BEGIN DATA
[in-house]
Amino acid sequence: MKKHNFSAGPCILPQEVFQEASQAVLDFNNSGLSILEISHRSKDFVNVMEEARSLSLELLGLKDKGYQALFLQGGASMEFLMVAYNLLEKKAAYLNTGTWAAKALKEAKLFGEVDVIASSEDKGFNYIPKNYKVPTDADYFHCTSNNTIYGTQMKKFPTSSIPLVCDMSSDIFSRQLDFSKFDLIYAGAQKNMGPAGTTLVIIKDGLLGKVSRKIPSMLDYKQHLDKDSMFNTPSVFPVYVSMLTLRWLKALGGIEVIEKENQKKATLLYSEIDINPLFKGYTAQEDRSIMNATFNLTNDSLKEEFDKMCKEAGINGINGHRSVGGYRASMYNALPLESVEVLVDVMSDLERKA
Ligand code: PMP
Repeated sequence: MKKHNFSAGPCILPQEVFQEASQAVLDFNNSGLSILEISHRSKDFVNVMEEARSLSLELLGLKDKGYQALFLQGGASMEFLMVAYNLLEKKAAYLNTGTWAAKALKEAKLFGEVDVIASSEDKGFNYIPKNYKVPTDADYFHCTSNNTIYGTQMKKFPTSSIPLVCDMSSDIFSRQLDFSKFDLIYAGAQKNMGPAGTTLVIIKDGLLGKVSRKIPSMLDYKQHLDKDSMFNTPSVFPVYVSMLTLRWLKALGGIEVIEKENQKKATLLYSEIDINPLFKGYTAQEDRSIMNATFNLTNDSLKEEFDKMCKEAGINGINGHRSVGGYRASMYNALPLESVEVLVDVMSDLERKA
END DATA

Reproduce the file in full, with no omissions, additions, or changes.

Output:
[in-house]
Amino acid sequence: MKKHNFSAGPCILPQEVFQEASQAVLDFNNSGLSILEISHRSKDFVNVMEEARSLSLELLGLKDKGYQALFLQGGASMEFLMVAYNLLEKKAAYLNTGTWAAKALKEAKLFGEVDVIASSEDKGFNYIPKNYKVPTDADYFHCTSNNTIYGTQMKKFPTSSIPLVCDMSSDIFSRQLDFSKFDLIYAGAQKNMGPAGTTLVIIKDGLLGKVSRKIPSMLDYKQHLDKDSMFNTPSVFPVYVSMLTLRWLKALGGIEVIEKENQKKATLLYSEIDINPLFKGYTAQEDRSIMNATFNLTNDSLKEEFDKMCKEAGINGINGHRSVGGYRASMYNALPLESVEVLVDVMSDLERKA
Ligand code: PMP
Repeated sequence: MKKHNFSAGPCILPQEVFQEASQAVLDFNNSGLSILEISHRSKDFVNVMEEARSLSLELLGLKDKGYQALFLQGGASMEFLMVAYNLLEKKAAYLNTGTWAAKALKEAKLFGEVDVIASSEDKGFNYIPKNYKVPTDADYFHCTSNNTIYGTQMKKFPTSSIPLVCDMSSDIFSRQLDFSKFDLIYAGAQKNMGPAGTTLVIIKDGLLGKVSRKIPSMLDYKQHLDKDSMFNTPSVFPVYVSMLTLRWLKALGGIEVIEKENQKKATLLYSEIDINPLFKGYTAQEDRSIMNATFNLTNDSLKEEFDKMCKEAGINGINGHRSVGGYRASMYNALPLESVEVLVDVMSDLERKA